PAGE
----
By Najam Sethi
24 Oct 2013
Prime Minister Nawaz Sharif and President Barack Obama have their mutual “challenges” cut out for them because they are miles apart on strategic issues.
Both want an end to terrorism. Mr Obama says he seeks to “reduce terrorism in Pakistan” by means of drone strikes that target key terrorist leaders and combatants in FATA. But Mr Sharif says that drone strikes are actually fuelling terrorism because they kill innocent civilians and provide grist for the mills of the Taliban. Mr Obama wants concrete punitive action against the Lashkar-e-Tayba and Jamaat-ul-Dawa for sponsoring the 2008 terrorist attack on Mumbai. But Mr Sharif doesn’t have the will or ability to deliver on this front.
Mr Sharif wants to distinguish between the Afghan Taliban and Pakistani Taliban and fashion separate policies on how to deal with them. The Afghan Taliban are to be facilitated to carve out a significant stake in Afghanistan while the Pakistani Taliban are to be neutralised via “peace talks” predicated on an end to drone strikes. But Mr Obama thinks all Taliban are anti-American partners with Al-Qaeda and must be degraded and destroyed.
Mr Sharif insists that Shakil Afridi is a CIA-sponsored criminal who should be punished for breaking Pakistani laws. But Mr Obama views him as an American hero who helped the US track down and kill the number one terrorist on America’s most wanted hit list. The former wants Afridi to languish in a wretched Pakistani prison while the latter is seeking to rehabilitate him with honours in the promised land.
Mr Sharif sees Dr Afia Siddiqui as a brave Pakistani citizen wrongly accused of terrorism and unfairly sentenced to life imprisonment in America. He wants to bring her home as a national heroine. But Mr Obama judges her as an Al-Qaeda agent who has admitted guilt and been rightly put into prison. A “swap” is not likely to be considered until an extradition treaty is signed and sealed.
Mr Sharif wants America to give greater market access to Pakistani textiles. But Mr Obama is not pushed enough to displease his southern constituents who benefit from current trade practices.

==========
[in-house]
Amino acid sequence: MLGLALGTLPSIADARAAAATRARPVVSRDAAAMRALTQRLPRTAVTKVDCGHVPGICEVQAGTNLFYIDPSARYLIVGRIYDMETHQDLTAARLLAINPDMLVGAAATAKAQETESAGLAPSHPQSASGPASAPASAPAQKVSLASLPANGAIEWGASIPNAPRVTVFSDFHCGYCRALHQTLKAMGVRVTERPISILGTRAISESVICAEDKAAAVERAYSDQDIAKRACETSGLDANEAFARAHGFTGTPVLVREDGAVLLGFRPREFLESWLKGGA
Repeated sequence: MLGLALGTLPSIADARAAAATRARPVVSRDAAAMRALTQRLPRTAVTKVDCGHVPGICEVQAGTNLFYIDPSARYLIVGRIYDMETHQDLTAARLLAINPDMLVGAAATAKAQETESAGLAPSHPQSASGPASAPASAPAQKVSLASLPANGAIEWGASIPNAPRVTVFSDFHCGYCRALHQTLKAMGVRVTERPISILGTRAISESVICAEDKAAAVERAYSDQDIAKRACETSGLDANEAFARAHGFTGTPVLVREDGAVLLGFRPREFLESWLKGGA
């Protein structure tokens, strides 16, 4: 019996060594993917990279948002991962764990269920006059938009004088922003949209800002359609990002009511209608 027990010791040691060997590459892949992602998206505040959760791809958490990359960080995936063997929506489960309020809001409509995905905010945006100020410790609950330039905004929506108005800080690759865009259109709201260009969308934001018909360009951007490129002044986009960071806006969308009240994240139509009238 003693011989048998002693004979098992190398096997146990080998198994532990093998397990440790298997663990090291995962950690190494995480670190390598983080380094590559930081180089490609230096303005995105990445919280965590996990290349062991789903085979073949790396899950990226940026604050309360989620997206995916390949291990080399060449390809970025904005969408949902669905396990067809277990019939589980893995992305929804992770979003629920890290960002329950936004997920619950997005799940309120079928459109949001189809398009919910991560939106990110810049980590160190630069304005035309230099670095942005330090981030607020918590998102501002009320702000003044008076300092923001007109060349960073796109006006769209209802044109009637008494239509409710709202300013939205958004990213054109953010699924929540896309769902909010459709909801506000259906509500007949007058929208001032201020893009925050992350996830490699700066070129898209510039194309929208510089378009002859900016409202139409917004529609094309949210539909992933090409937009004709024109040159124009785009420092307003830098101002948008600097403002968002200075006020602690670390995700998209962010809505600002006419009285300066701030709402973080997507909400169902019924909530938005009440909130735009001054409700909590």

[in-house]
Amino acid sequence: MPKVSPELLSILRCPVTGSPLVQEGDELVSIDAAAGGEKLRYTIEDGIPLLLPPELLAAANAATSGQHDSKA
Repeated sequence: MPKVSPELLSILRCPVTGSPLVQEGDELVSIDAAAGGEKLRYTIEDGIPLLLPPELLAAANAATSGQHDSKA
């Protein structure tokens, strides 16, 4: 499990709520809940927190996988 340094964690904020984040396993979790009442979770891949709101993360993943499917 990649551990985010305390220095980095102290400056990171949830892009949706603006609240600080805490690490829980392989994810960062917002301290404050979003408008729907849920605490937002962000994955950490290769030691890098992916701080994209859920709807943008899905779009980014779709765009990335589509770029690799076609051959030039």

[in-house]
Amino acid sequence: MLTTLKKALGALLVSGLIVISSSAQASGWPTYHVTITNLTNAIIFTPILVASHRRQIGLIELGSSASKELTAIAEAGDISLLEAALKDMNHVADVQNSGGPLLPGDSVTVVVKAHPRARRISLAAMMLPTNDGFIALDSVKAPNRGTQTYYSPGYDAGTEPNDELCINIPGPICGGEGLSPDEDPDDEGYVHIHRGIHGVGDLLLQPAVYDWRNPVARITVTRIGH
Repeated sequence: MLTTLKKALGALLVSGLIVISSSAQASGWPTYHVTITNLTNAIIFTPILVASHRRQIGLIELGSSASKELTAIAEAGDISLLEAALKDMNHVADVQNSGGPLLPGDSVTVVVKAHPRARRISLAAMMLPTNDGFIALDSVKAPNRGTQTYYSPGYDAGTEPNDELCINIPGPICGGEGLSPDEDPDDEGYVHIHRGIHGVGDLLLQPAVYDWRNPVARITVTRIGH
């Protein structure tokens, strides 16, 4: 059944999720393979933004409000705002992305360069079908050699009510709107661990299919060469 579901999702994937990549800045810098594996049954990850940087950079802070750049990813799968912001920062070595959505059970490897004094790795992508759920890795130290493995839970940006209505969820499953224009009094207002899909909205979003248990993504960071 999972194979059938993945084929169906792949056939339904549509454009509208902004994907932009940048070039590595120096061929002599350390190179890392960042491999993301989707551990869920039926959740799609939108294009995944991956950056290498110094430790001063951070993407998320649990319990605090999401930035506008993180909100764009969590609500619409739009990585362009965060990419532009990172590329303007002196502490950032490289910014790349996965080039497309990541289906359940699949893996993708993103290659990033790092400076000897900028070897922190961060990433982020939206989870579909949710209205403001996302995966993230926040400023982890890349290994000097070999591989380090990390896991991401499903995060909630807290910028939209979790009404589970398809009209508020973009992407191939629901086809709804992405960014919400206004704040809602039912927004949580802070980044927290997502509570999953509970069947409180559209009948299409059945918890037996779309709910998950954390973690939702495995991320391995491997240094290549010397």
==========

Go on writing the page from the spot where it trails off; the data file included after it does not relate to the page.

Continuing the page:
Mr Sharif wants America to nudge India to help resolve Kashmir and other disputes with Pakistan. But Mr Obama is steering clear of any third-party mediation.
Mr Sharif wants America to acknowledge and promote Pakistan’s key role and interest in a “stable, peaceful and united Afghanistan” after the bulk of US forces withdraw from the country next year. But Mr Obama has strongly signaled US interest in helping India, and not Pakistan, play such a role.
Mr Sharif wants to build the Iran-Pakistan gas pipeline to secure his country’s economy. But Mr Obama is determined to block Iranian oil and gas exports until it abandons its nuclear program, and will sanction any country or corporation that does such business with Iran.
The root of the problem is that the Pakistani “national security establishment” (GHQ and ISI) and media have become “anti-America” and America’s “national security establishment” (Pentagon and CIA) and media have become “anti-Pakistan” and both elected political leaders are being held hostage by their powerful establishments. Each has developed a visceral distrust of the other since the end of the cold war between the US and USSR in 1989 eroded the raison d’etre of their anti-communist partnership/alliance and progressively pitted the old concerns of Pakistan (India, Kashmir, strategic depth) with the new interests of America (containing China and expanding markets via strategic and economic investment in India).
But both retain a mutual interest in a working relationship. The US has a short-term interest in, and a long-term concern about, Pakistan. In the short term it wants Pakistan’s cooperation in withdrawing from Afghanistan in an orderly manner. This encompasses two dimensions: securing NATO weapons via the overland Pakistan route; and helping America get a degree of cooperation from the Taliban in ending civil war in post-America Afghanistan. In the longer term, the US is concerned about the spread of terrorism and extremism in the Af-Pak region that could endanger Pakistan’s nukes and India’s security. Pakistan also has immediate and longer-term requirements via a vis the US. It seeks swift US financial reimbursement for the Coalition Support Fund and US backing for a multi-billion IMF bail-out package. In the longer term, Pakistan wants to retain US support and influence to leverage its economic and military security in the region.
But if the challenge is formidable for both estranged partners, the outlook is not necessarily grim. The main architects of misplaced and wrong national security policy in both countries – Generals Pervez Musharraf, Ashfaq Kayani and Ahmed Shuja Pasha in Pakistan, and President George Bush, General David Petreaus and Admiral Mike Mullen in the USA – have retired, opening up the possibility of gainful review by both sides. The most hopeful sign of all is the arrival of Nawaz Sharif, a pragmatic leader determined not to be a prisoner of past national security establishment paradigms.